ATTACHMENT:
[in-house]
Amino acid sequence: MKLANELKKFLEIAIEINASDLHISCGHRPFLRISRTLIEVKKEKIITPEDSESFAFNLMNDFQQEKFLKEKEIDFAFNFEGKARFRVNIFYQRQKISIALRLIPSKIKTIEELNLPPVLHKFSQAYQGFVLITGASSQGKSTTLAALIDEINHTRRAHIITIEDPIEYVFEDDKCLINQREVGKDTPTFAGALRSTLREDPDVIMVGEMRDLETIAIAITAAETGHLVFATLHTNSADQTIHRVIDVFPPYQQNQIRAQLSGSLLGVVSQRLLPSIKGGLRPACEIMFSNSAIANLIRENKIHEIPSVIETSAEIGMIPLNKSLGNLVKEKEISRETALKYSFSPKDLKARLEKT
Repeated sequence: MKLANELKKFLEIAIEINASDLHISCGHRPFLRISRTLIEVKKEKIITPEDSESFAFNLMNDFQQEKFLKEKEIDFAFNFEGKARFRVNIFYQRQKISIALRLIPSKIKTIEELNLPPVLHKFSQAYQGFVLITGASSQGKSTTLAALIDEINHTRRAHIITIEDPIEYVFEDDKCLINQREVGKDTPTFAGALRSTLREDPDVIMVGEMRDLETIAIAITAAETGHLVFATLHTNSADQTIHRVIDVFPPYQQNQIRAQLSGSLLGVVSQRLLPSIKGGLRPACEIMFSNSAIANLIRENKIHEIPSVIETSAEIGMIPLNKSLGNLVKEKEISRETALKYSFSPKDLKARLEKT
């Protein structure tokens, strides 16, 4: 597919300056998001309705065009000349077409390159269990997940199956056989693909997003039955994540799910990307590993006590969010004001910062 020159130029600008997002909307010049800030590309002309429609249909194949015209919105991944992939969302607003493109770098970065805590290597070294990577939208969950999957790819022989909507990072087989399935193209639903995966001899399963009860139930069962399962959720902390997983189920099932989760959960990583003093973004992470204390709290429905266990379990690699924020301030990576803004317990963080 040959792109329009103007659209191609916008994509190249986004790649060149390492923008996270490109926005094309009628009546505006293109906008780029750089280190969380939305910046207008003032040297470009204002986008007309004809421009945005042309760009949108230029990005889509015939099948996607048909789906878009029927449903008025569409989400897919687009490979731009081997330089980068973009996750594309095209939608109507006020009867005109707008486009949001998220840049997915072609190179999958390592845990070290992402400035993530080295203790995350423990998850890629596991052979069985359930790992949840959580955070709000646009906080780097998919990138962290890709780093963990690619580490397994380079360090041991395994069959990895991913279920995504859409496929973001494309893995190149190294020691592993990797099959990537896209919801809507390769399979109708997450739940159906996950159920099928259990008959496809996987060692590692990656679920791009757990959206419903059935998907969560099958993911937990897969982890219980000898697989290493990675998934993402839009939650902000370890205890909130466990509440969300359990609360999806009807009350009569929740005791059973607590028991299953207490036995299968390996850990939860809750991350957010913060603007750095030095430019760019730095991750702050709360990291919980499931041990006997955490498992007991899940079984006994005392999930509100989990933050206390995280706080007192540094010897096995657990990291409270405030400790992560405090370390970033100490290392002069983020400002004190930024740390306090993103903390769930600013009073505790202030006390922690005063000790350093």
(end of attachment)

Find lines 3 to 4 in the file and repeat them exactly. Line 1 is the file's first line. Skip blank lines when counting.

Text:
Repeated sequence: MKLANELKKFLEIAIEINASDLHISCGHRPFLRISRTLIEVKKEKIITPEDSESFAFNLMNDFQQEKFLKEKEIDFAFNFEGKARFRVNIFYQRQKISIALRLIPSKIKTIEELNLPPVLHKFSQAYQGFVLITGASSQGKSTTLAALIDEINHTRRAHIITIEDPIEYVFEDDKCLINQREVGKDTPTFAGALRSTLREDPDVIMVGEMRDLETIAIAITAAETGHLVFATLHTNSADQTIHRVIDVFPPYQQNQIRAQLSGSLLGVVSQRLLPSIKGGLRPACEIMFSNSAIANLIRENKIHEIPSVIETSAEIGMIPLNKSLGNLVKEKEISRETALKYSFSPKDLKARLEKT
């Protein structure tokens, strides 16, 4: 597919300056998001309705065009000349077409390159269990997940199956056989693909997003039955994540799910990307590993006590969010004001910062 020159130029600008997002909307010049800030590309002309429609249909194949015209919105991944992939969302607003493109770098970065805590290597070294990577939208969950999957790819022989909507990072087989399935193209639903995966001899399963009860139930069962399962959720902390997983189920099932989760959960990583003093973004992470204390709290429905266990379990690699924020301030990576803004317990963080 040959792109329009103007659209191609916008994509190249986004790649060149390492923008996270490109926005094309009628009546505006293109906008780029750089280190969380939305910046207008003032040297470009204002986008007309004809421009945005042309760009949108230029990005889509015939099948996607048909789906878009029927449903008025569409989400897919687009490979731009081997330089980068973009996750594309095209939608109507006020009867005109707008486009949001998220840049997915072609190179999958390592845990070290992402400035993530080295203790995350423990998850890629596991052979069985359930790992949840959580955070709000646009906080780097998919990138962290890709780093963990690619580490397994380079360090041991395994069959990895991913279920995504859409496929973001494309893995190149190294020691592993990797099959990537896209919801809507390769399979109708997450739940159906996950159920099928259990008959496809996987060692590692990656679920791009757990959206419903059935998907969560099958993911937990897969982890219980000898697989290493990675998934993402839009939650902000370890205890909130466990509440969300359990609360999806009807009350009569929740005791059973607590028991299953207490036995299968390996850990939860809750991350957010913060603007750095030095430019760019730095991750702050709360990291919980499931041990006997955490498992007991899940079984006994005392999930509100989990933050206390995280706080007192540094010897096995657990990291409270405030400790992560405090370390970033100490290392002069983020400002004190930024740390306090993103903390769930600013009073505790202030006390922690005063000790350093």